Being ’embarrassing’ doesn’t seem to matter to the government

By Tom Ravlic

Tuesday July 13, 2021

Scott Morrison
An independent complaints mechanism for serious incidents at Parliament House will be up and running within the next six weeks. (AAP Image/Bianca De Marchi)

Good auditors are like wombats and any documents that look like the record-keeping equivalent of Swiss cheese will prompt more digging. But to what end?, writes Tom Ravlic.

The work done by the Australian National Audit Office is critical and it typically finds shortcomings in nooks and crannies that are embarrassing to government and a revelation to the community. It is often also fresh meat for political opponents and the Canberra press pack to sink its teeth into.

The work also provides highlights for those monitoring Senate estimates, which provides a forum used to embarrass the government. But those inquisitions happen during a parliamentary sitting period and not in the hot and sweaty flurry of an election campaign.

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Consider the recent report flagging the direction of funds totalling $660 million for the building of national commuter car park projects in which the ANAO dumps a bucket on the process that resulted in 77% of those projects being awarded to car park sites in Coalition-held electorates and 10% in one of six non-Coalition electorates.

Projects were not just skewed to projects in electorates with a specific political flavour – allocations of funds for the building of car parks were more prevalent in one state.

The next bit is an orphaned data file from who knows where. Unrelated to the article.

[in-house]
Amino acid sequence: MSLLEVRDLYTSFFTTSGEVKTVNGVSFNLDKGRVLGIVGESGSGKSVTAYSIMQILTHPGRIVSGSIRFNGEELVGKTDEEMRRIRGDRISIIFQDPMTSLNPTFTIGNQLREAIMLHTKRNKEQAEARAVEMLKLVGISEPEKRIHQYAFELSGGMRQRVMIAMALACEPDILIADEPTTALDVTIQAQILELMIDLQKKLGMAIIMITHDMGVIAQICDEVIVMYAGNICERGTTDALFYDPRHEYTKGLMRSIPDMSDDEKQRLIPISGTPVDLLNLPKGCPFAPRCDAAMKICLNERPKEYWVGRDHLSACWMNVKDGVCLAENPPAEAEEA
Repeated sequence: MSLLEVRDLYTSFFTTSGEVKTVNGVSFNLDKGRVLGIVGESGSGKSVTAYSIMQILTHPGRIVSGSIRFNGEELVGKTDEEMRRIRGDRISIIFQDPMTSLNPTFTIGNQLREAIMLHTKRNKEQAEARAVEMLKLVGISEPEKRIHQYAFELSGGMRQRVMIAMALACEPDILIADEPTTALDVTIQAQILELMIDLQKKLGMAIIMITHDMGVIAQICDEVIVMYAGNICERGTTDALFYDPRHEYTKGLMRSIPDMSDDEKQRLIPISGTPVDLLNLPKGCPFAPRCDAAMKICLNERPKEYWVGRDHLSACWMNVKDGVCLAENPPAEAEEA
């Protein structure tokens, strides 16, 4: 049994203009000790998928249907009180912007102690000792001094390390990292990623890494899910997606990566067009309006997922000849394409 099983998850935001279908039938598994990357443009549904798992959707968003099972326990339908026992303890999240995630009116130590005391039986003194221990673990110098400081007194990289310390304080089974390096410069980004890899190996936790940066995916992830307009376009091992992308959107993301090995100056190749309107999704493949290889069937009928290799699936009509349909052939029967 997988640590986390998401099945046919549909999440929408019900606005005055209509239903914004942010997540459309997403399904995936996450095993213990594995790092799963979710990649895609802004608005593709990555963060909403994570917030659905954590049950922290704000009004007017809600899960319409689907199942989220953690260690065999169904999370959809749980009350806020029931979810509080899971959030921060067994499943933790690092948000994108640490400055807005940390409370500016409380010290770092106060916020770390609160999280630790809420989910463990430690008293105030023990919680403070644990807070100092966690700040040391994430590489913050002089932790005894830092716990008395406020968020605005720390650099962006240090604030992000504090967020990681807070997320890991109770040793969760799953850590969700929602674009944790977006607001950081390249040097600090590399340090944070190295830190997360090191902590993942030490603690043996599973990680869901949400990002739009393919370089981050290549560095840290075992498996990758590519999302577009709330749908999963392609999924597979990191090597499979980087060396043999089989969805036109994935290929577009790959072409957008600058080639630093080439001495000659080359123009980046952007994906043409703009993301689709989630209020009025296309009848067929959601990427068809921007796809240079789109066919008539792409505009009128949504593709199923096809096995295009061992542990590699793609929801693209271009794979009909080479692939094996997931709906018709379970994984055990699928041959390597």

There were 64% of cark parking projects awarded to Melbourne despite the fact that Infrastructure Australia had pointed out that some of the worst congestion on roads is actually in the state just north of Victoria.

Melbourne-based car park projects were mostly allocated to sites in the south-east, but the greatest congestion has been documented as being in the north-west.

These assessments quoted by the ANAO help buttress the argument that taxpayers’ funds were thrown at projects that were motivated by political concerns.

Criticisms of the process in the ANAO performance were scathing and included the fact that the process was not ‘open or transparent’, engagement with state governments and councils did not take place, no evidence was provided that projects were selected on merit, and grants for projects reflected political background and geographical locations of those consulted.

Another dangerous oversight noted by the ANAO was the fact that records related to funding decisions were – to coin a phrase – inadequate.

It appears odd that departments being run at the time that a political party that would argue it has rolled gold business credentials is in government need to be told that ‘good quality business information’ must be created.

The ANAO recommends that the information must have: “sufficient detail to meet current business needs and can be understood by others in the future, is accurate; and is created in a format that enables efficient business processes and maximises its potential for use and reuse.”